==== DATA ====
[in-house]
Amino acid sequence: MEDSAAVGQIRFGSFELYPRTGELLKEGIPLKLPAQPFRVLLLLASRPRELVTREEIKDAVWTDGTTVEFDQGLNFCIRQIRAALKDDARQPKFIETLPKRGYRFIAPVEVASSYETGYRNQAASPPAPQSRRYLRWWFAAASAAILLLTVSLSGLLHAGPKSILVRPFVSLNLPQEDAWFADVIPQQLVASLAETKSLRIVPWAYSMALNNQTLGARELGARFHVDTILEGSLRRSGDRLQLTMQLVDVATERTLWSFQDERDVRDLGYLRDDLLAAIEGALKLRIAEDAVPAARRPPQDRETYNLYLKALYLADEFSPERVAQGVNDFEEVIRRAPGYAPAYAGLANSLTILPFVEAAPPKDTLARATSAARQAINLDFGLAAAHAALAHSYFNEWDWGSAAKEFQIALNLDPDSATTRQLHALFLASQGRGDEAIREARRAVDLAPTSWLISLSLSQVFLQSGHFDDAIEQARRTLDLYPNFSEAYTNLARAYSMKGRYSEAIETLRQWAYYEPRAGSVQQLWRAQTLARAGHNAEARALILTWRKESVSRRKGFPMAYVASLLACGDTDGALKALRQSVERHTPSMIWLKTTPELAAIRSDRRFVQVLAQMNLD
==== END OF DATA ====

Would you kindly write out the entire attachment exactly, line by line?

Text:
[in-house]
Amino acid sequence: MEDSAAVGQIRFGSFELYPRTGELLKEGIPLKLPAQPFRVLLLLASRPRELVTREEIKDAVWTDGTTVEFDQGLNFCIRQIRAALKDDARQPKFIETLPKRGYRFIAPVEVASSYETGYRNQAASPPAPQSRRYLRWWFAAASAAILLLTVSLSGLLHAGPKSILVRPFVSLNLPQEDAWFADVIPQQLVASLAETKSLRIVPWAYSMALNNQTLGARELGARFHVDTILEGSLRRSGDRLQLTMQLVDVATERTLWSFQDERDVRDLGYLRDDLLAAIEGALKLRIAEDAVPAARRPPQDRETYNLYLKALYLADEFSPERVAQGVNDFEEVIRRAPGYAPAYAGLANSLTILPFVEAAPPKDTLARATSAARQAINLDFGLAAAHAALAHSYFNEWDWGSAAKEFQIALNLDPDSATTRQLHALFLASQGRGDEAIREARRAVDLAPTSWLISLSLSQVFLQSGHFDDAIEQARRTLDLYPNFSEAYTNLARAYSMKGRYSEAIETLRQWAYYEPRAGSVQQLWRAQTLARAGHNAEARALILTWRKESVSRRKGFPMAYVASLLACGDTDGALKALRQSVERHTPSMIWLKTTPELAAIRSDRRFVQVLAQMNLD